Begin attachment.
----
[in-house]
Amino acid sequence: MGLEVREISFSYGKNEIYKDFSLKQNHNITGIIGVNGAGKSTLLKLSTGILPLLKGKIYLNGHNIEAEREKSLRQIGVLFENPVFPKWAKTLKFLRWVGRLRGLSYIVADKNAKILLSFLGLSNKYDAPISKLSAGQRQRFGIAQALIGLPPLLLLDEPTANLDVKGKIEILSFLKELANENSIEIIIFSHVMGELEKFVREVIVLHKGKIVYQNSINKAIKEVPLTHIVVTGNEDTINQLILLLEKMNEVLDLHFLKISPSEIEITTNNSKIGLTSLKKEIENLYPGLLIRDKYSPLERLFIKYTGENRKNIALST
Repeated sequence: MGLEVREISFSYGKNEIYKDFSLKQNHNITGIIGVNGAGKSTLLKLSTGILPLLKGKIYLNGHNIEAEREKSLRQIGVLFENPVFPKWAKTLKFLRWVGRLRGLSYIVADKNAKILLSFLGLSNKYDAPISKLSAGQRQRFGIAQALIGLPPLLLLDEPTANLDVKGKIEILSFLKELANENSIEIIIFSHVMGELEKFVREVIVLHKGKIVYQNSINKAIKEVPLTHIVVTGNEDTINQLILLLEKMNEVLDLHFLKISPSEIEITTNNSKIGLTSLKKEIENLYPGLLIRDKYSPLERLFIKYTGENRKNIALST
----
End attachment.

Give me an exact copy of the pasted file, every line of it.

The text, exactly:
[in-house]
Amino acid sequence: MGLEVREISFSYGKNEIYKDFSLKQNHNITGIIGVNGAGKSTLLKLSTGILPLLKGKIYLNGHNIEAEREKSLRQIGVLFENPVFPKWAKTLKFLRWVGRLRGLSYIVADKNAKILLSFLGLSNKYDAPISKLSAGQRQRFGIAQALIGLPPLLLLDEPTANLDVKGKIEILSFLKELANENSIEIIIFSHVMGELEKFVREVIVLHKGKIVYQNSINKAIKEVPLTHIVVTGNEDTINQLILLLEKMNEVLDLHFLKISPSEIEITTNNSKIGLTSLKKEIENLYPGLLIRDKYSPLERLFIKYTGENRKNIALST
Repeated sequence: MGLEVREISFSYGKNEIYKDFSLKQNHNITGIIGVNGAGKSTLLKLSTGILPLLKGKIYLNGHNIEAEREKSLRQIGVLFENPVFPKWAKTLKFLRWVGRLRGLSYIVADKNAKILLSFLGLSNKYDAPISKLSAGQRQRFGIAQALIGLPPLLLLDEPTANLDVKGKIEILSFLKELANENSIEIIIFSHVMGELEKFVREVIVLHKGKIVYQNSINKAIKEVPLTHIVVTGNEDTINQLILLLEKMNEVLDLHFLKISPSEIEITTNNSKIGLTSLKKEIENLYPGLLIRDKYSPLERLFIKYTGENRKNIALST